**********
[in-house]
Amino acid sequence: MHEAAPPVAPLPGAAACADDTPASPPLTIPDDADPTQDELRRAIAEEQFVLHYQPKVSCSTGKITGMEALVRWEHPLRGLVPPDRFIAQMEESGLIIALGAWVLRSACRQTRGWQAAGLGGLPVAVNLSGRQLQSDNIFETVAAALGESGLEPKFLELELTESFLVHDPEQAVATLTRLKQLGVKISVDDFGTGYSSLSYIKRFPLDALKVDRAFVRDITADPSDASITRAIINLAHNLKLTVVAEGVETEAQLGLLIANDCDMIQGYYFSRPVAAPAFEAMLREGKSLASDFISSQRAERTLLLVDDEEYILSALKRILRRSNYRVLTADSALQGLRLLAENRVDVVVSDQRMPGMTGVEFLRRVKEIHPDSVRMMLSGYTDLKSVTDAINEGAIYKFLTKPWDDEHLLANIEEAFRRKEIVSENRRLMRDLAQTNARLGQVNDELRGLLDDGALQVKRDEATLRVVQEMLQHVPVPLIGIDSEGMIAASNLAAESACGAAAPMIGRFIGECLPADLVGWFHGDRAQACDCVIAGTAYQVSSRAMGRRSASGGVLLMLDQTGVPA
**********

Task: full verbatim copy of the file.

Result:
[in-house]
Amino acid sequence: MHEAAPPVAPLPGAAACADDTPASPPLTIPDDADPTQDELRRAIAEEQFVLHYQPKVSCSTGKITGMEALVRWEHPLRGLVPPDRFIAQMEESGLIIALGAWVLRSACRQTRGWQAAGLGGLPVAVNLSGRQLQSDNIFETVAAALGESGLEPKFLELELTESFLVHDPEQAVATLTRLKQLGVKISVDDFGTGYSSLSYIKRFPLDALKVDRAFVRDITADPSDASITRAIINLAHNLKLTVVAEGVETEAQLGLLIANDCDMIQGYYFSRPVAAPAFEAMLREGKSLASDFISSQRAERTLLLVDDEEYILSALKRILRRSNYRVLTADSALQGLRLLAENRVDVVVSDQRMPGMTGVEFLRRVKEIHPDSVRMMLSGYTDLKSVTDAINEGAIYKFLTKPWDDEHLLANIEEAFRRKEIVSENRRLMRDLAQTNARLGQVNDELRGLLDDGALQVKRDEATLRVVQEMLQHVPVPLIGIDSEGMIAASNLAAESACGAAAPMIGRFIGECLPADLVGWFHGDRAQACDCVIAGTAYQVSSRAMGRRSASGGVLLMLDQTGVPA